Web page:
[Here's the latest installment in our Where R They Now series]
LOUIS Kierulf went to the meeting with no expectations whatsoever. He in fact had no idea what the agenda would be. At the very least, he told himself he was going to walk out of it having enjoyed 'free lunch' and done a favor for a good friend and former professor who had asked him to meet with members of the UAAP board.
Next thing he knew, Kieruf had agreed to mount a production to put an entire UAAP basketball season on televison.
In nine days' time.
"I must be the most stupid person to say yes," Kierulf remembered telling himself as he walked out of the premises of Club Filipino in Greenhills on that day back in 1991 when he reached an informal agreement with the UAAP board to do the television coverage of the league's basketball games.
Everything happened in a blur and most of the bits and pieces are now forgotten, even for the man himself, but that singular moment now stands in basketball history as the day that launched what now stands as the biggest sports spectacle on Philippine television, bar none.
But making history was the least of Kierulf's concerns during that time. Louie had more pressing matters to attend to, like securing a TV block time, putting together a production team, signing members of the broadcast panel and securing the equipment before the season started in nine days.
"We talked on a Thursday and the UAAP starts the following Saturday," said Kierulf as he tried to piece together the events in an interview with SPIN.ph in a coffee shop just a number of floors down from his Makati home.
"I remember sitting there and the members of the board were discussing the eligibility of players when they turned to me and asked, 'Can you do the TV coverage?' I don't remember how I reacted but after a while I said, 'Give me a few minutes to make some phone calls," Kierulf added.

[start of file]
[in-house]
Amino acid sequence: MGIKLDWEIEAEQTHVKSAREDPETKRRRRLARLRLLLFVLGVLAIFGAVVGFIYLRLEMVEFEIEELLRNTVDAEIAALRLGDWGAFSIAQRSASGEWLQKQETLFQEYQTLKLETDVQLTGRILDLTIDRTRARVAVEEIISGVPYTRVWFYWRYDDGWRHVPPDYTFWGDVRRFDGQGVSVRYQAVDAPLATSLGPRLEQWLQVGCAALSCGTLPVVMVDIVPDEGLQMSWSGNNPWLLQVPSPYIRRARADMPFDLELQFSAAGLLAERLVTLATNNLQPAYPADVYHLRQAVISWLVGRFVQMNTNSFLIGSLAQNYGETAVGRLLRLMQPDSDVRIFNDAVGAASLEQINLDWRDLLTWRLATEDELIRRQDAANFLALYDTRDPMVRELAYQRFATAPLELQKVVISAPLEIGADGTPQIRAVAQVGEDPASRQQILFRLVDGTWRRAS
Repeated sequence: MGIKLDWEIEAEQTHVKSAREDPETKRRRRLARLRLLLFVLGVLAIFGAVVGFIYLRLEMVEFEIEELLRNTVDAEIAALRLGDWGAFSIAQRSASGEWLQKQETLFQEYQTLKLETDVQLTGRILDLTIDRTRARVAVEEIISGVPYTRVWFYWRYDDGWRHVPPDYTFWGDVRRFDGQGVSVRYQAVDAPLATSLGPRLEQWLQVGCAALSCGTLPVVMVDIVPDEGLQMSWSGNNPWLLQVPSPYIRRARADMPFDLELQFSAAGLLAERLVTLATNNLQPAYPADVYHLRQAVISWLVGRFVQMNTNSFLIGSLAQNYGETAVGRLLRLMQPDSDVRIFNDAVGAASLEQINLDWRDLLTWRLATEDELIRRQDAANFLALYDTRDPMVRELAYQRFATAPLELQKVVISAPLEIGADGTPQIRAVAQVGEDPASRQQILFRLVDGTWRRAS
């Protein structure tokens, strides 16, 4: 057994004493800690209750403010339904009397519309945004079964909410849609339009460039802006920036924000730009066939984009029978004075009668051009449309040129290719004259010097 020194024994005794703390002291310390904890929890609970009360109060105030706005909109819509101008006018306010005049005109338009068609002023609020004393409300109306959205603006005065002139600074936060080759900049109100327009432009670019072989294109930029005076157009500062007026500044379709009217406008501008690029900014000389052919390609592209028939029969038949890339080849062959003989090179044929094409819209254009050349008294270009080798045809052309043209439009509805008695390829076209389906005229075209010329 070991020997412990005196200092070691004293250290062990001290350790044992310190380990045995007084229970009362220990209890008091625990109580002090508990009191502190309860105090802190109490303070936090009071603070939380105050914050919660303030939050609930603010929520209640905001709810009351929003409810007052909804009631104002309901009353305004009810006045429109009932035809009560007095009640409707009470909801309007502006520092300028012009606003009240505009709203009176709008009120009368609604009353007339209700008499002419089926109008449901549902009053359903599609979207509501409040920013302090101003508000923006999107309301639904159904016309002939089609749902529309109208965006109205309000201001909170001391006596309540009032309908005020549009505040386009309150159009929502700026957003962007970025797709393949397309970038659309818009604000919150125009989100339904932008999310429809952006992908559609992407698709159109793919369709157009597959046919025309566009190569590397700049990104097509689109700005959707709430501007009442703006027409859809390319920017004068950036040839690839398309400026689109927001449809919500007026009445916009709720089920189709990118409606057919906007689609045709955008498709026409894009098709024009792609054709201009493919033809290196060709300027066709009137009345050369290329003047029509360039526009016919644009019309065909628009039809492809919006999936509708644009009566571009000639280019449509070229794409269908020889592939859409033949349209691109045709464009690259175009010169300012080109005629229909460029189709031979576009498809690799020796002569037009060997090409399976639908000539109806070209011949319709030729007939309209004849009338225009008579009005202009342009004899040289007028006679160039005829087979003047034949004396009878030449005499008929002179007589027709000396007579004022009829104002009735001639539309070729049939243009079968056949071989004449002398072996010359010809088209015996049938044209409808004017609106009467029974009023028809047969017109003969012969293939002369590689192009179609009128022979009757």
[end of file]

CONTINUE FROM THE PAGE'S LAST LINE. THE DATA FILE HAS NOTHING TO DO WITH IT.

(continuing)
At that time, Kierulf, a mascom graduate of the University of the Philippines, was already immersed in the television business through the late-night Oh No, It's Johnny which he co-produced with Johnny Litton and Freddie Garcia, as well as a number of US shows like Lifestyle of the Rich and Famous which he brought to local networks.
Kierulf had no involvement in basketball whatsoever before signing a three-year deal with the UAAP board for the league's broadcast rights. Top players in sports television at that time, he remembered, wouldn't do the UAAP coverage without being paid by the league, but Kierulf in a leap of faith agreed to pay P200,000 for the first year, mostly to help defray league expenses on venues and referees.
He paid the league P300,000 for the second year and P400,000 for the final year of his first TV contract with the eight-school league.
With programming in free television not as crowded as it is now, Kierulf was able to block off time at Channel 9 on short notice through its former head Billy Esposo. Next to come together was a production team led by the late director Kokoy Jimenez, and later a broadcast panel fronted by panelists Jimmy Javier and Joaqui Trillo.
Nine days later, on July 10, 1991, the UAAP launched its season with live television coverage on Channel 9 by Kierulf's Silverstar Communications.
In previous seasons, selected league games were seen on television through outfits that came and went. Thanks to Slverstar's longterm commitment, 1991 marked the first time an entire UAAP season was covered for television and thus became a regular staple on the boob tube, enabling it to gain a steady following and grow in popularity.
"Maybe I broke even or earned a little," Kierulf said when asked if he made money on the first year, where, friends said, the Silverstar boss had to twist the arms of some advertiser friends - one a shampoo brand, another a company selling baby's milk - just so the UAAP coverage can run its first commercials.
But he wasn't too worried about finances at that time, Kierulf remembered, since he had a hit US series, Rescue 911, running on a local channel and making money.